With his warm smile and shy demeanor, actor Hirotaka Tsukagoshi doesn’t look like a villain.

But as he gets into character, lowering his voice to a demonic growl and arching his eyebrows into a cinematic expression of cruelty, you begin to see hints of the man who has raped, murdered and pillaged his way through almost 30 Chinese movies and television shows.

The 36-year-old is one of about a dozen Japanese actors who make their living in the country’s entertainment industry as “Japanese devils,” China’s slur of choice for WWII-era invaders.

Tsukagoshi started out in 2005. In his first role he played a lieutenant who was executed by the Japanese army.

“They pushed me out into the snow in my underwear and burned me to death,” he said. “That’s when I first truly felt like an actor.”

His big break came while filming on location in rural China.

With the cameras rolling, an elderly woman, a local resident recruited as an extra, began to strangle him.

“I didn’t know if it was part of the script or not, so I just went with it,” he said. “Just when it really started to hurt, the director yelled ‘cut.’ “

The woman, Tsukagoshi later learned, had witnessed the Japanese occupation.

“She was crying and choking me at the same time,” he said.

The director was so impressed with Tsukagoshi’s performance that he gave him a contract the very next day.

It was an invaluable introduction to a thriving industry.

In 2012 alone, Chinese companies made more than 200 productions about the occupation, a period lasting from 1937 to 1945 and known in China as the “War of Resistance against Japan.”

Since then, strained relations between the countries over the Senkaku Islands and Japan’s attitude toward the war have made business even brisker.

In 2014, Tsukagoshi has appeared in four productions and is now filming a television show in Beijing. He says it is one of his best years to date.

“Japanese devils” have appeared in Chinese war movies since the 1950s. But in the genre’s early years, Chinese actors filled the roles, sometimes fitted out with buckteeth and thick glasses in accordance with the stereotypes of the day.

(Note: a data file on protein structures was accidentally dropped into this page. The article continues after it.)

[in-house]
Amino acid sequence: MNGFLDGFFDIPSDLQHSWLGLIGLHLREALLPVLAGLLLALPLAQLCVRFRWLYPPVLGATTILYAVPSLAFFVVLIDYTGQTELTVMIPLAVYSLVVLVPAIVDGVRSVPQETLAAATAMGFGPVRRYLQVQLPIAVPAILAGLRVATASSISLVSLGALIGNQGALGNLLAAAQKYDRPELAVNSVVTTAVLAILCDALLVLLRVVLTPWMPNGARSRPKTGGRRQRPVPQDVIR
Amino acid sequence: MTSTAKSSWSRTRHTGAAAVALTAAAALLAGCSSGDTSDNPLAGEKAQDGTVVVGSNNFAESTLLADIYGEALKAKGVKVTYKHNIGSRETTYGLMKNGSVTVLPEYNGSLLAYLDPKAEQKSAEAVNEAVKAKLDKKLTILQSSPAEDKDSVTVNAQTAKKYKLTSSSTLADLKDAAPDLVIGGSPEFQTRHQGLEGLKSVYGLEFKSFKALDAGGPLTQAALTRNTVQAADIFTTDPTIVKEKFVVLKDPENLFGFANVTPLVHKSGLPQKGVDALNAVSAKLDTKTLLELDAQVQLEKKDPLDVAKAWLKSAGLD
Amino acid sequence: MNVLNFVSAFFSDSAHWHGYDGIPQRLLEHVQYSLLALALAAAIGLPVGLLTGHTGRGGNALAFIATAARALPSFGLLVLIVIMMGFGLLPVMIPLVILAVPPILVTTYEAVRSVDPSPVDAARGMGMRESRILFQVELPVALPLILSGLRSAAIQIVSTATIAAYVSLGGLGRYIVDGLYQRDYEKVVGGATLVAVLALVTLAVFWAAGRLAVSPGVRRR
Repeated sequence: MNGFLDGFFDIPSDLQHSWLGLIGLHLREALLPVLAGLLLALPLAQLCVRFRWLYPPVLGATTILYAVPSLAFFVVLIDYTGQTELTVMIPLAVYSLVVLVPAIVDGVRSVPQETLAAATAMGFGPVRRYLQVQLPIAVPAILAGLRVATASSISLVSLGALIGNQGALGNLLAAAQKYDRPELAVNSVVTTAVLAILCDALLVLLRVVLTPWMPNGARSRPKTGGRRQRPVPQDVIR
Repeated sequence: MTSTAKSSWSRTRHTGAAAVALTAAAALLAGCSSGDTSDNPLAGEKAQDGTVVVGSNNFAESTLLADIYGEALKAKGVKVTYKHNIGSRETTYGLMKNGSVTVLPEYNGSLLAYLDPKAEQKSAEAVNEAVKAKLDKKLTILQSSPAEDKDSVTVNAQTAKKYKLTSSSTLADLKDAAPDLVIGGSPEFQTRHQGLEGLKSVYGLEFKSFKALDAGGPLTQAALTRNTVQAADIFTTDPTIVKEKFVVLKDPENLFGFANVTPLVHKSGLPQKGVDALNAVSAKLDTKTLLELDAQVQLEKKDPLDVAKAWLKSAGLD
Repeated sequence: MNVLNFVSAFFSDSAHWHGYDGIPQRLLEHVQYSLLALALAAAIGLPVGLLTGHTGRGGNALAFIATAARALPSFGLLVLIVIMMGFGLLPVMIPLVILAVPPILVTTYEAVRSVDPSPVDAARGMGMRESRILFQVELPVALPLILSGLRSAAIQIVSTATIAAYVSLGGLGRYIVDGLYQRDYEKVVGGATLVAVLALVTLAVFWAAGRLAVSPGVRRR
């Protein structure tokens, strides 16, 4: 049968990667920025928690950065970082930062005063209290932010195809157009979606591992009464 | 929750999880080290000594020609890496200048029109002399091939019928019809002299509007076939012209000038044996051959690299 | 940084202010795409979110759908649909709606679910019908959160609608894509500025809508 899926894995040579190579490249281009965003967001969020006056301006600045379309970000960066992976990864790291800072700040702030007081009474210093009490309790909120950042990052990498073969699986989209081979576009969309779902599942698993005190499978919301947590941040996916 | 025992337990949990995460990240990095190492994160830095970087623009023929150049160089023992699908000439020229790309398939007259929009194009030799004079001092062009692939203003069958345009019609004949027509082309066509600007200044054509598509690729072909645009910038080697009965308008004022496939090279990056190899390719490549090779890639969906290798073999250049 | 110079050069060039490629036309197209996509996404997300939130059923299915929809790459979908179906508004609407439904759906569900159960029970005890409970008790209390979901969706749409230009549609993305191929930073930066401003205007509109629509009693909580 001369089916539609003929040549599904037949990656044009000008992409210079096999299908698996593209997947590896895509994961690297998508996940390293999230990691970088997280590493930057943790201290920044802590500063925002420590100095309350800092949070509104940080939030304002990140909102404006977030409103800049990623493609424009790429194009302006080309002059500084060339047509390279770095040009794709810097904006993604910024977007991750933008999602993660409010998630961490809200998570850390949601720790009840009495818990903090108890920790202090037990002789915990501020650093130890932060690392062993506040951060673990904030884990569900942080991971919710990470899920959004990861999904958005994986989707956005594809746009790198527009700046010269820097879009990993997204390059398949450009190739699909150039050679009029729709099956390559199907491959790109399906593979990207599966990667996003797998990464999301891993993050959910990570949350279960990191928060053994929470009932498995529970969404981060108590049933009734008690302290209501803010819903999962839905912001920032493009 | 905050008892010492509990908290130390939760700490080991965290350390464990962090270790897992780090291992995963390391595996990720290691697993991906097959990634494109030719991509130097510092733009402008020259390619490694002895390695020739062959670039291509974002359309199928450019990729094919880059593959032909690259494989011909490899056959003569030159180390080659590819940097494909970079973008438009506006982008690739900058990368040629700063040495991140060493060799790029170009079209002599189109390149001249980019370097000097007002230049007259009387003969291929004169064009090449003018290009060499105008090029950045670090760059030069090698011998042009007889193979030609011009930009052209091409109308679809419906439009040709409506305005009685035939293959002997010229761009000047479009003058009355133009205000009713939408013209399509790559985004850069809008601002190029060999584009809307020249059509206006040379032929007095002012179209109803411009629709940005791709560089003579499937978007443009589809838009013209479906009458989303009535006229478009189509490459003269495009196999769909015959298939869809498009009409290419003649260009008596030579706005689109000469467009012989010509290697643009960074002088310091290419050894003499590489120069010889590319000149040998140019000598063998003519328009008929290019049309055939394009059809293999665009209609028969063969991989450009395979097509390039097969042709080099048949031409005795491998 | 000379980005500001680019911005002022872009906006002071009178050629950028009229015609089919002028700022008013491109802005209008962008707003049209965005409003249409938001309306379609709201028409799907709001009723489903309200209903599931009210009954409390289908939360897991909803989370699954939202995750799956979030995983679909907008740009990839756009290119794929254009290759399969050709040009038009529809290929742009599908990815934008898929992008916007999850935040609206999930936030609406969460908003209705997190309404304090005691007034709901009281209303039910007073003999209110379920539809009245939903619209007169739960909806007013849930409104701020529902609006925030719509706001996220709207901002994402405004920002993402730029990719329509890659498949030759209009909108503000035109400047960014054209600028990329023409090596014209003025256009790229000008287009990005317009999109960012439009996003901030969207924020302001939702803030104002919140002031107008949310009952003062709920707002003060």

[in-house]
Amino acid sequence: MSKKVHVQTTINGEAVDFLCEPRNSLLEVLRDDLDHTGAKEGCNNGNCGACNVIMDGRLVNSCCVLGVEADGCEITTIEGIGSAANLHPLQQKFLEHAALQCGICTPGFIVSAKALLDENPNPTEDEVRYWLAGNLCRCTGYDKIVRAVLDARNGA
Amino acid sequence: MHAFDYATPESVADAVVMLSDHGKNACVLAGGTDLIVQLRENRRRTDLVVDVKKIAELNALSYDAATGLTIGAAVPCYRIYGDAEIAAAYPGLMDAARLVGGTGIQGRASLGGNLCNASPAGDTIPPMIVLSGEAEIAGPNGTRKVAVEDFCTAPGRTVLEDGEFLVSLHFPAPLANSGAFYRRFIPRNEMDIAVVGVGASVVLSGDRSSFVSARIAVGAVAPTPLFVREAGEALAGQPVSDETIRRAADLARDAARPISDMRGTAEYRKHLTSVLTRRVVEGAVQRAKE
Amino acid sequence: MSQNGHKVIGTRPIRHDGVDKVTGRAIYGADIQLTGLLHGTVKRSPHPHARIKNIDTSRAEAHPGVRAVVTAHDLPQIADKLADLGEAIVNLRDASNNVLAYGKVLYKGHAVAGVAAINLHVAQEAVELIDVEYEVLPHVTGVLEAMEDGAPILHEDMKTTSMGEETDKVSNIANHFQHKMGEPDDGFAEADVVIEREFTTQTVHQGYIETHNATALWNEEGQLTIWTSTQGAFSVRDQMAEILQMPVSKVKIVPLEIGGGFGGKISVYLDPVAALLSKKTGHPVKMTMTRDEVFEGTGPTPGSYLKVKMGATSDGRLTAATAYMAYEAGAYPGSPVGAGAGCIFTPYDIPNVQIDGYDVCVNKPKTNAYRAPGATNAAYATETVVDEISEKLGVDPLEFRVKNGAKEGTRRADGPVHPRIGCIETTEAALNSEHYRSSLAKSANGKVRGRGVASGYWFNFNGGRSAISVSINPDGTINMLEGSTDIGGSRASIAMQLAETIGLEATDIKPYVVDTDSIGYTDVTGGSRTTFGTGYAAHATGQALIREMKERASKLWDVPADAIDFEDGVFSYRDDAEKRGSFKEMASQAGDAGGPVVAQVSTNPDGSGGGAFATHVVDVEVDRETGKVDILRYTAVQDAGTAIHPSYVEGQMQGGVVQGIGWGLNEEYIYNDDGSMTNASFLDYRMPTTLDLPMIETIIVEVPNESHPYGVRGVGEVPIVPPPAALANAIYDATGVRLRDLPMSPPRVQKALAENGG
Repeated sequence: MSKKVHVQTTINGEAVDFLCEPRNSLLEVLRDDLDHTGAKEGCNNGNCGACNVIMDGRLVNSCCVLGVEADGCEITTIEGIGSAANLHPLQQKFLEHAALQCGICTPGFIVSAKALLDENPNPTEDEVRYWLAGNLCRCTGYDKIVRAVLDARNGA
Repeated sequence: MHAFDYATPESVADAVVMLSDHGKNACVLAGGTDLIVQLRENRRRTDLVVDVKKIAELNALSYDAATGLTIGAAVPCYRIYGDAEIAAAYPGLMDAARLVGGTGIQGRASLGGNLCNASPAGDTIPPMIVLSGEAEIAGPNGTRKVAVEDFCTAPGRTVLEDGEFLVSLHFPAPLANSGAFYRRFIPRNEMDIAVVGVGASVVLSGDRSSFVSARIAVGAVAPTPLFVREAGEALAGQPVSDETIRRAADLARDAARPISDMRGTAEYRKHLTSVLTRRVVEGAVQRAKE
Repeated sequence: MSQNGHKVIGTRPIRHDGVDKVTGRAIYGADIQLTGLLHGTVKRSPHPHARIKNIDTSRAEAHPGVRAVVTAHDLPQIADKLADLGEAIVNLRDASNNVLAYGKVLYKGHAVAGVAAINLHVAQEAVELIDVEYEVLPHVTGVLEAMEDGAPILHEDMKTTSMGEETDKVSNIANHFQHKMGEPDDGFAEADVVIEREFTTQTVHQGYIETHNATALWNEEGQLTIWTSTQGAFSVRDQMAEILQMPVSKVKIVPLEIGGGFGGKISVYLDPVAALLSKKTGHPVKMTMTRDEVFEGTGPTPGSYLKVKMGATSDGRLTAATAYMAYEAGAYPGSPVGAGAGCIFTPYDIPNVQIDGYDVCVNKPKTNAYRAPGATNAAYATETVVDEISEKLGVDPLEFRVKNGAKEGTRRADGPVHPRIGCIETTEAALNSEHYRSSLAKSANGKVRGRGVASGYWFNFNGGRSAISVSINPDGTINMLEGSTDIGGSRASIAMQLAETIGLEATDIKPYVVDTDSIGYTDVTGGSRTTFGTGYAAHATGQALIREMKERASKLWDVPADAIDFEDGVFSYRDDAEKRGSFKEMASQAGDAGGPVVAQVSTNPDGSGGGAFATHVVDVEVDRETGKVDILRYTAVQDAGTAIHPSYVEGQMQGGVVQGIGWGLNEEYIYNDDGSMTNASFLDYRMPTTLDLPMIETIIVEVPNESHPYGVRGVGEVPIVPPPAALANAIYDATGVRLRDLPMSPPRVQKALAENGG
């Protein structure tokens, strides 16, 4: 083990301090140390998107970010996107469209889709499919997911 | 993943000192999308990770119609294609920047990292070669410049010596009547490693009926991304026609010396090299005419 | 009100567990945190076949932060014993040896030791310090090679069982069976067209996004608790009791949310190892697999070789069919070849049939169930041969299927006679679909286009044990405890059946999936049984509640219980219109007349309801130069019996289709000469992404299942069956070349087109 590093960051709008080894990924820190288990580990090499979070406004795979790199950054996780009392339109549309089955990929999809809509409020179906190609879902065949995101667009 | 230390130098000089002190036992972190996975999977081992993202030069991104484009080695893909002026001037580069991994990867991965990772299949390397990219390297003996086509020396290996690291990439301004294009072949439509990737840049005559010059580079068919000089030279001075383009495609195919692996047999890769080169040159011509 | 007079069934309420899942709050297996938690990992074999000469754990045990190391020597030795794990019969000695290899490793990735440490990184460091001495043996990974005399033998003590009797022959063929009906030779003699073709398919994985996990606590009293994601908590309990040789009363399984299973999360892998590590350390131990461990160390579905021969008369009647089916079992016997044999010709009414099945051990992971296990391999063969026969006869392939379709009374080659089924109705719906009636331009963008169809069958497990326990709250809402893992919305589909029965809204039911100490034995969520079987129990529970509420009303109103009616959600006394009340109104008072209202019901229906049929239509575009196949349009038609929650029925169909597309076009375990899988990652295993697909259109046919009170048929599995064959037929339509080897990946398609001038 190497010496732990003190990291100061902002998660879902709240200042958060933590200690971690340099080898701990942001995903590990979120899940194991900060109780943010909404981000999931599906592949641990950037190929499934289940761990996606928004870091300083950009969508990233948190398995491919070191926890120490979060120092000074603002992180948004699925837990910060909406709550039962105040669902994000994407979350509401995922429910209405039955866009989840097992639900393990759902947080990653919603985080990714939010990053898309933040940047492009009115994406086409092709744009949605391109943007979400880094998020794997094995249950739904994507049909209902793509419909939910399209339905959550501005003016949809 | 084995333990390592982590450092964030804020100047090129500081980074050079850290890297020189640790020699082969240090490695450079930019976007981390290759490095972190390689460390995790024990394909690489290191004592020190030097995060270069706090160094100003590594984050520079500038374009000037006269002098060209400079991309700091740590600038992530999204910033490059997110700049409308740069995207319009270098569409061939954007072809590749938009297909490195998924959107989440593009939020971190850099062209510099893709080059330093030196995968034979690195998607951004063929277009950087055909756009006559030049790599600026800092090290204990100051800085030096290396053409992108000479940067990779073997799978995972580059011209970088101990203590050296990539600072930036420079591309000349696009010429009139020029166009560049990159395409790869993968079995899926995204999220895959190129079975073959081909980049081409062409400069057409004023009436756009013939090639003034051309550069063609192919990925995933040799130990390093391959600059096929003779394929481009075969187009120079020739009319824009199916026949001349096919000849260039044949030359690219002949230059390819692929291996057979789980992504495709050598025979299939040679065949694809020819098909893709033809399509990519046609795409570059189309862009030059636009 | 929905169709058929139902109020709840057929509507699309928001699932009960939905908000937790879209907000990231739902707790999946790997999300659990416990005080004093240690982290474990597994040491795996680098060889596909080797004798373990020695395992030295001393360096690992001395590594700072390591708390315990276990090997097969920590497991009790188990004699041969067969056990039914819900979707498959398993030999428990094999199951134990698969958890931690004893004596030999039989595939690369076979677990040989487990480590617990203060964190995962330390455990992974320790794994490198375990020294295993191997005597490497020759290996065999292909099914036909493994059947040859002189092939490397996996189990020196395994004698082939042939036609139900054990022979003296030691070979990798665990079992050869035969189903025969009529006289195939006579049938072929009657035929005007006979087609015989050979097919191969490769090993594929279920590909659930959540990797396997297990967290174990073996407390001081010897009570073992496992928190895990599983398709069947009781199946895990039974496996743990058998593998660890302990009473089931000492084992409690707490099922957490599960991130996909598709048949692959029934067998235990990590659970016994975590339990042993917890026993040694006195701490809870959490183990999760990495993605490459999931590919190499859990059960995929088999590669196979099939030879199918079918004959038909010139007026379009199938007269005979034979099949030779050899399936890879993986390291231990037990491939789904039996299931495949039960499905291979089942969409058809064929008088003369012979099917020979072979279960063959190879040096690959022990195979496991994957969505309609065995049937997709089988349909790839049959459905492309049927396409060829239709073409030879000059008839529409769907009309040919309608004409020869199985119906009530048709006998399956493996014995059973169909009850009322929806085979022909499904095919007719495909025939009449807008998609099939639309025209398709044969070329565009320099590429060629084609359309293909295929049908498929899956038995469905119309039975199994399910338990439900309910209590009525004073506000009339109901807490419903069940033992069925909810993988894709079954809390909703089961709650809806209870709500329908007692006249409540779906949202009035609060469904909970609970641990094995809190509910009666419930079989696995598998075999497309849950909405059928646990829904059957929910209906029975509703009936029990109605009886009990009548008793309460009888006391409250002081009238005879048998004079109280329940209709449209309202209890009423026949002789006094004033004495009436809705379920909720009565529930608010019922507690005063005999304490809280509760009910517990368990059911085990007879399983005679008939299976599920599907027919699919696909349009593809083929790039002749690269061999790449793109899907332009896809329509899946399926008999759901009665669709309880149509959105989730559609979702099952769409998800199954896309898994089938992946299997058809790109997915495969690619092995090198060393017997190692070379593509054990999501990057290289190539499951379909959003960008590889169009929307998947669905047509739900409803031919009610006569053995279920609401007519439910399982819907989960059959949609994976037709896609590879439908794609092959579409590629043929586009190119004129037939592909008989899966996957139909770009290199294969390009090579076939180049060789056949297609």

Japanese actors did not begin regularly appearing in the films until the late 1980s, said Timothy Tsu, a professor and expert on Chinese cinema at Japan’s Kwansei Gakuin University.

At the time, China was trying to improve relations with Japan and made a series of films emphasizing the wartime suffering experienced by ordinary people in both countries.

While Chinese actors continued to play most parts, assigning Japanese performers to key roles made the productions more international — and more believable.

“They talk differently. They bow differently. They even stand differently,” says Xi Xi, a casting agent who has worked on television programs for China Central Television (CCTV).

But the era of good vibes was short lived.

By the early 1990s, “Japanese devils” were back, and worse than ever.

While depictions of Japan’s war crimes were “almost entirely absent” from Chinese films about the war made during the Mao era, today’s films feature “very graphic and even exploitation-type depictions of Japanese violence,” Wu said.

The reason for the change, he believes, is “both commercial and political.”

On one hand, “you have an audience out there that would soak up any anti-Japanese action movie.” On the other, the government’s “very strict controls” on the movie industry mean that “people just fall back on this, quote unquote, safe topic.”

Chinese viewers, Tsukagoshi says, sometimes have difficulty separating the violent fantasies from reality.

A Chinese fan once posted a comment on his blog praising him for “teaching people about history.”

He quickly set her straight.

“You can’t learn anything from this stuff,” he wrote back. “It’s just entertainment.”

He takes no responsibility for the effects his work might have on Sino-Japanese relations, but he does hope it will help people understand that “war is bad.”

The thought is not as far-fetched as it might seem. Although the “Japanese devil” remains a popular stock character, portrayals of the soldiers have become more nuanced over the years.

In the 2009 dark comedy “Cow,” Tsukagoshi played a meek Japanese private who helps a Chinese peasant care for a sick cow. He is a college student who loves his family and crickets.

But some things never change. The character is ultimately shot to death.

“I almost always die,” Tsukagoshi said. “My mom won’t watch anything I appear in. She hates seeing me get killed.”

China, on the other hand, can’t get enough.

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